These guidance articles are peer reviewed and provided to give research teams high quality and trustworthy information on how to conduct a task or resolve an issue in the design, conduct or reporting of a clinical trial. Articles are accompanied by resources, such as a template or example documents. These are free for you to download and adapt for your study. Please acknowledge www.globalhealthtrials.org if you use these.

Twitter plays role in information distribution during emergencies, and it is widely used by public health organisations during public health crises.

11th December 2015 • comment

New guidelines help researchers undertaking systematic reviews and IPD meta-analyses to report their findings in a full and transparent manner.

13th July 2015 • comment

In celebration of Global Health Trials' fifth birthday (May 11th 2015) Professor Trudie Lang, Principal Investigator of the programme, talks to us about why Global Health Trials was started, why people should share their experience, and what the future holds.

8th May 2015 • comment

This WHO policy brief is part of a series on six global nutrition targets for 2025. This brief covers the third target: a 30% reduction in low birth weight. The purpose of the brief is to increase attention to, investment in, and action for a set of cost effective interventions and policies that can help WHO Member States and their partners in reducing rates of low birth weight. INTERGROWTH-21st Chief Investigators Stephen Kennedy and Jose Villar provided expert review of these strategies, contributing the unique perspective that data from the Project, and the resulting growth standards and tools as part of overall strategies for reducing rates of low birth weight in settings across the globe. The  full policy brief series can be found here: http://www.who.int/nutrition/publications/globaltargets2025_policybrief_overview/en/

23rd January 2015 • comment
14th January 2015 • comment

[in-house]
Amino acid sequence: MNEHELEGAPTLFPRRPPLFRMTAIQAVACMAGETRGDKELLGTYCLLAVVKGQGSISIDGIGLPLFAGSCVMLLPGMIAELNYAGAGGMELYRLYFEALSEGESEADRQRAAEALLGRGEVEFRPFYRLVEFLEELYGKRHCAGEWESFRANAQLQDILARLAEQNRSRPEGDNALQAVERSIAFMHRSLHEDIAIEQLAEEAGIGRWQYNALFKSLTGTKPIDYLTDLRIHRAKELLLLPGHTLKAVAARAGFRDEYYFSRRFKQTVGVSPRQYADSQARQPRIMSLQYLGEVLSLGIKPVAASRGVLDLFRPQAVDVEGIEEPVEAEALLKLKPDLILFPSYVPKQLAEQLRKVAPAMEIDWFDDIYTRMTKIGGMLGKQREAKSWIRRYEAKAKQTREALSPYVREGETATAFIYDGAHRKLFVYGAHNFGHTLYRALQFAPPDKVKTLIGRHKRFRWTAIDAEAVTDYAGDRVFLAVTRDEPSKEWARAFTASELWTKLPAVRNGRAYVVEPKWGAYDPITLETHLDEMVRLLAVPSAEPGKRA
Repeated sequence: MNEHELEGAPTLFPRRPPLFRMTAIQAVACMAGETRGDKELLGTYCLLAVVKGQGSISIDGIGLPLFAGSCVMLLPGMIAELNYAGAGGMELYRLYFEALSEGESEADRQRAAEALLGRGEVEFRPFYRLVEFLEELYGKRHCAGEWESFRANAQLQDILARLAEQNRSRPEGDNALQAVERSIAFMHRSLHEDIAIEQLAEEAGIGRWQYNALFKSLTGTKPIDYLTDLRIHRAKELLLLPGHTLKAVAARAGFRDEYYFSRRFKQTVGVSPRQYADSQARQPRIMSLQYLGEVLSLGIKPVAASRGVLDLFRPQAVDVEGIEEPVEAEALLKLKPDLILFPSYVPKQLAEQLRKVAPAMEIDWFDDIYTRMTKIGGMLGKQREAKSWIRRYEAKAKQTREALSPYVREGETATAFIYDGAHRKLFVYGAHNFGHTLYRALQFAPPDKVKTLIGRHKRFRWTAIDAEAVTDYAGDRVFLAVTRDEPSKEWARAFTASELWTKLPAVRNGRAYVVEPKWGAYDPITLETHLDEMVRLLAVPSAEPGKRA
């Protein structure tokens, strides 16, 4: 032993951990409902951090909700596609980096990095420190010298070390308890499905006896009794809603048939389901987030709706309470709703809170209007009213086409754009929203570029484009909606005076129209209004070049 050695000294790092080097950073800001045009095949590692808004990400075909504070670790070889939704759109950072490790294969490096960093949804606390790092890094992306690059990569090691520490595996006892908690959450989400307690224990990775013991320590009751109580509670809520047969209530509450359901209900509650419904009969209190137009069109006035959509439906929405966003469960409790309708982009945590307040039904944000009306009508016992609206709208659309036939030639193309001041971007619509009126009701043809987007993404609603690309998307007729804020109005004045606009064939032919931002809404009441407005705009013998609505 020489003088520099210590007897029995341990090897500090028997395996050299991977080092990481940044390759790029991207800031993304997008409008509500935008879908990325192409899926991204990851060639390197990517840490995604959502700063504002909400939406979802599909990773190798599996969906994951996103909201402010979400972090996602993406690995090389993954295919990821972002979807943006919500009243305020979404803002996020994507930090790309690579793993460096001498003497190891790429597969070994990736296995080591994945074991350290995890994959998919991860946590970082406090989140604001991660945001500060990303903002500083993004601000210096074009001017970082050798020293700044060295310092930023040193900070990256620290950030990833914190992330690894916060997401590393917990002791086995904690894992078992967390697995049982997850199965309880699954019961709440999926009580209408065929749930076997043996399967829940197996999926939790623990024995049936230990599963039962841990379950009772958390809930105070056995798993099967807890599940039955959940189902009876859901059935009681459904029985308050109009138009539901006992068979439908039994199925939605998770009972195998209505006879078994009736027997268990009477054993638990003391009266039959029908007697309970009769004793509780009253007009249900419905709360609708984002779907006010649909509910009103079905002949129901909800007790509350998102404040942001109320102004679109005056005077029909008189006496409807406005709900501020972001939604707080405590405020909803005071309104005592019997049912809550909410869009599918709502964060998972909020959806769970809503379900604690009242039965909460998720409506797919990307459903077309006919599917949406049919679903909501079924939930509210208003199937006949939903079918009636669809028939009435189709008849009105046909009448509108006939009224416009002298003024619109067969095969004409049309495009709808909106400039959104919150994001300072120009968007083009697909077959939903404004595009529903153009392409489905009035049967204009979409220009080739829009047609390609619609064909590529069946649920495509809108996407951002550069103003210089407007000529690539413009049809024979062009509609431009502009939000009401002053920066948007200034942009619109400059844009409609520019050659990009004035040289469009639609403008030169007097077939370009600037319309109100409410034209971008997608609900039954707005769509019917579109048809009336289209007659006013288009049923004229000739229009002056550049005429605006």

In this collection of papers researchers dismiss the Omran model as relevant to contemporary developing countries and suggest the foundation for a new framework better suited for guiding and understanding past and future epidemiological changes within these populations.

22nd May 2014 • comment

The University of Oxford's Emerging Markets Symposium convened a gathering of health and nutrition experts, leading economists, and policymakers to discuss actionable priorities for improving maternal and child health and nutrition in emerging market countries. Universal adoption of the INTERGROWTH-21st Project's new global indicators at birth to capture differences in population-level nutritional and environmental exposures during pregnancy was one of their recommendations. http://ems.gtc.ox.ac.uk/sites/ems.gtc.ox.ac.uk/files/findings_and_recommendations_ems2014.pdf

15th May 2014 • comment

Research ethics is strictly interrelated to scientific and methodological standards: a research project involving human participants is never ethical, if it is not scientifically and methodologically sound in the first place.

17th March 2014 • comment

A systematic review of barriers to and facilitators of the use of evidence by policymakers (BMC article)

by Kathryn Oliver, Simon Innvar, Theo Lorenc, Jenny woodman, James Thomas

The gap between research and practice or policy is often described as a problem. To identify new barriers of and facilitators to the use of evidence by policymakers, and assess the state of research in this area, the authors present a systematic review.

10th January 2014 • comment

This guide, developed by the WHO and released in December 2013, aims to facilitate implementation research in LMICs.

2nd December 2013 • comment

We share a brief on the MCL shared at at the Women Deliver Conference 2013.

4th June 2013 • comment